U.S. oil, gas rig count cracks 1999 low; La. feeling the pain _lowres

Associated Press file photo -- Booming U.S. production effectively ended $100-plus per barrel oil prices two years ago. Companies have been cutting back drilling, sinking the U.S. rig count past a 1999 low, and reducing production. U.S. crude has risen 47 percent from a 13-year low of $26.21 a month ago.

There were mixed signs Friday for Louisiana’s struggling energy industry as slumping oil prices sunk the U.S. rig count to a record low.

One hope was a declaration by the International Energy Agency that there are signs emerging of a market that has “bottomed out.” U.S. crude prices jumped to $38.50 a barrel on Friday, a high for the year, and production cutbacks may finally be translating into a reduction in the global oversupply of oil, the Paris-based agency for oil-consuming nations said.

The bottoming has come at price: Energy companies have been shutting down rigs and laying off thousands of workers as oil prices plunged to about $26 per barrel just a month ago from well over $100 per barrel two years ago.

The latest is Texas driller Anadarko Petroleum Corp., which said Friday that it would cut 1,000 workers, 17 percent of its workforce.

Oilfield services company Baker Hughes in Houston reported that 480 rigs were exploring for oil and natural gas nationally this week, dropping nine from the previous week to crack a 1999 low of 488. Less than half the 1,125 rigs that were busy a year ago are still active.

Louisiana’s working rig total has hit “historic lows,” worse than in the aftermath of the 1980s oil bust, said Don Briggs, president of the Louisiana Oil and Gas Association. “There’s just very little work going on,” he said. “You can’t drill these wells and produce below your cost with these prices like they are.”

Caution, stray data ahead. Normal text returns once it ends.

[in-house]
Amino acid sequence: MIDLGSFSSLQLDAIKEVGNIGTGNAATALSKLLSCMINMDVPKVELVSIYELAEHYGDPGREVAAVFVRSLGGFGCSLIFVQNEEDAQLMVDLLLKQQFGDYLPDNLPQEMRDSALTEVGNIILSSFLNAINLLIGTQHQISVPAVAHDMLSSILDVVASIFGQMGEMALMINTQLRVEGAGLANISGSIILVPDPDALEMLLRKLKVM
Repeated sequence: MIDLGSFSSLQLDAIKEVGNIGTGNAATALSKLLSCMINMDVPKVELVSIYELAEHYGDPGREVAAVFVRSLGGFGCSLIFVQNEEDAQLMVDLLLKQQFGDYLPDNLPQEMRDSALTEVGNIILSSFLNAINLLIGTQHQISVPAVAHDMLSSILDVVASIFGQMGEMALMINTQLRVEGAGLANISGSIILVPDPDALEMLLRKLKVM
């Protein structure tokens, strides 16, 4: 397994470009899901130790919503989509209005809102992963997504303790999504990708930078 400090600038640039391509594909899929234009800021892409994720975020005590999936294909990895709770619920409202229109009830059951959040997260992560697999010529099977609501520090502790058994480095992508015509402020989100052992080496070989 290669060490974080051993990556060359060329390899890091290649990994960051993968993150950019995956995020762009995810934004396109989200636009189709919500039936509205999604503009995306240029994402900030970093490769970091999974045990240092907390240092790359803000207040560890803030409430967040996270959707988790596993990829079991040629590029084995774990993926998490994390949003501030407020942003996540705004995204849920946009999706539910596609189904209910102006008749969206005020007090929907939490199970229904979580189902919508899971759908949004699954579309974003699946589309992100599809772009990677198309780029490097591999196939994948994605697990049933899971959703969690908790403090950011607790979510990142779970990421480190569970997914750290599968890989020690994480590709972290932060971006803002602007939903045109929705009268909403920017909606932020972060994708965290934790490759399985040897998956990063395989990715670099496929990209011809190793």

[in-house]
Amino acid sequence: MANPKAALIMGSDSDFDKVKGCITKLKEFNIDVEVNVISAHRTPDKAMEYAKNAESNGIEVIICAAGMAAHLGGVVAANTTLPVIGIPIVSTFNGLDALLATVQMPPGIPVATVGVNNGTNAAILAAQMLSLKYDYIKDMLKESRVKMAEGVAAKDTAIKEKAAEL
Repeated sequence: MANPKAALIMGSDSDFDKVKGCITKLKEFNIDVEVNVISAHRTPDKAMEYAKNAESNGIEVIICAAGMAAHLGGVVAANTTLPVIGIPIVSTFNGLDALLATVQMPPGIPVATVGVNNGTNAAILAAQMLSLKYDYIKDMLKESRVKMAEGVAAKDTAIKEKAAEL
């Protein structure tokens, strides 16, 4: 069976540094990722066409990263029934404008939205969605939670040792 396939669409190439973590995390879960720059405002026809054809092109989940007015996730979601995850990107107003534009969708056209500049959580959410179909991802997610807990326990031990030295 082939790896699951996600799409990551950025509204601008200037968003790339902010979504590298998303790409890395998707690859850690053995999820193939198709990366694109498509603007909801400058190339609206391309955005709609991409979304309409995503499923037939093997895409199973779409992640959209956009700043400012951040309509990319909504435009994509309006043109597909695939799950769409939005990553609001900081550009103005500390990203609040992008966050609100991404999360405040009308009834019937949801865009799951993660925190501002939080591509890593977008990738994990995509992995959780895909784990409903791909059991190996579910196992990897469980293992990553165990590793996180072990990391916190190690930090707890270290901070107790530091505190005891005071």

Louisiana, though up three rigs for the week, is averaging only 50 this year, compared with 77 for 2015 and the 111 rigs that were active in 2014 when oil prices started tumbling.

Depressed oil prices have hampered fracking operations in oil formations across the country, hitting the fledgling Tuscaloosa Marine Shale that stretches from Texas across the middle of Louisiana into Mississippi. Hard-to-reach reserves there can be costly to extract.

Drilling already had slowed in the once-promising Haynesville Shale natural gas formation in northwest Louisiana, which petered out in 2012 as production sliced the price of natural gas from a high of $13 per thousand cubic feet to less than $2. The Haynesville had 15 rigs working last week, 23 less than a year ago.

Last week, 24 rigs were working in the Gulf of Mexico, 25 less than a year ago.

As work has slowed, domestic oil production has followed suit: Federal forecasters pegged last month’s production as averaging 9.1 million barrels per day, about 80,000 barrels less than the previous month. That’s down sharply from last year’s 9.4 million barrels per day average, according to the U.S. Energy Information Administration.

U.S. production is expected to average 8.7 million barrels in 2016 and 8.2 million barrels next year, federal forecasters said this week. Experts say it won’t be enough to dig out of the latest downturn.

“The U.S. can’t single-handedly shut down enough stuff to make the oil price go up through the roof,” said Eric Smith, associate director of the Tulane Energy Institute.

The International Energy Agency said Friday that OPEC production tumbled by 90,000 barrels a day last month.

“The market is banking on these continuing decreases to start having production impacts. The problem is that they’re relatively low and slow coming,” said David Dismukes, executive director of LSU’s Center for Energy Studies. “While the rig counts are important, the production numbers are equally important.”

Despite waning production, inventories have reached record highs in Cushing, Oklahoma, a major oil storage center, according to Genscape, a data analysis and energy industry monitoring firm.

The U.S. Energy Information Administration predicts per-barrel prices to average $34 in 2016 and $40 in 2017 — estimates that were cut back since last month because of higher-than-expected production and weak demand.

“We’re reaching close to the bottom of the oil prices, but it’s climbing back is what’s going to be difficult,” Briggs said.

Follow Richard Thompson on Twitter, @rthompsonMSY.